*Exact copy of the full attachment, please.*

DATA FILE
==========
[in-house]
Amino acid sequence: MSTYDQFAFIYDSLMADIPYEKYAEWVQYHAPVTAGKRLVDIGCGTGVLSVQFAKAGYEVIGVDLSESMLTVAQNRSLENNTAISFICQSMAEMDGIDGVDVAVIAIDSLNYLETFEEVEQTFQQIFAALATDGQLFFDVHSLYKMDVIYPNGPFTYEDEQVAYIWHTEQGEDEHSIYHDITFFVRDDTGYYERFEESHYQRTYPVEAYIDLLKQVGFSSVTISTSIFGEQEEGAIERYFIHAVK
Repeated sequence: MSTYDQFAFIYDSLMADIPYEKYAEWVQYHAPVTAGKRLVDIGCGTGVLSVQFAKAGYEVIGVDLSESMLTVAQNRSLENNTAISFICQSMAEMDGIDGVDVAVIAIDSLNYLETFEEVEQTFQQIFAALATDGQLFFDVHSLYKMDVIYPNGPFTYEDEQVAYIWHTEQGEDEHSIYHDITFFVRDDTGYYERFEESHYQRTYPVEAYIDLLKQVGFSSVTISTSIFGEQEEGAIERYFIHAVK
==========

[in-house]
Amino acid sequence: MSTYDQFAFIYDSLMADIPYEKYAEWVQYHAPVTAGKRLVDIGCGTGVLSVQFAKAGYEVIGVDLSESMLTVAQNRSLENNTAISFICQSMAEMDGIDGVDVAVIAIDSLNYLETFEEVEQTFQQIFAALATDGQLFFDVHSLYKMDVIYPNGPFTYEDEQVAYIWHTEQGEDEHSIYHDITFFVRDDTGYYERFEESHYQRTYPVEAYIDLLKQVGFSSVTISTSIFGEQEEGAIERYFIHAVK
Repeated sequence: MSTYDQFAFIYDSLMADIPYEKYAEWVQYHAPVTAGKRLVDIGCGTGVLSVQFAKAGYEVIGVDLSESMLTVAQNRSLENNTAISFICQSMAEMDGIDGVDVAVIAIDSLNYLETFEEVEQTFQQIFAALATDGQLFFDVHSLYKMDVIYPNGPFTYEDEQVAYIWHTEQGEDEHSIYHDITFFVRDDTGYYERFEESHYQRTYPVEAYIDLLKQVGFSSVTISTSIFGEQEEGAIERYFIHAVK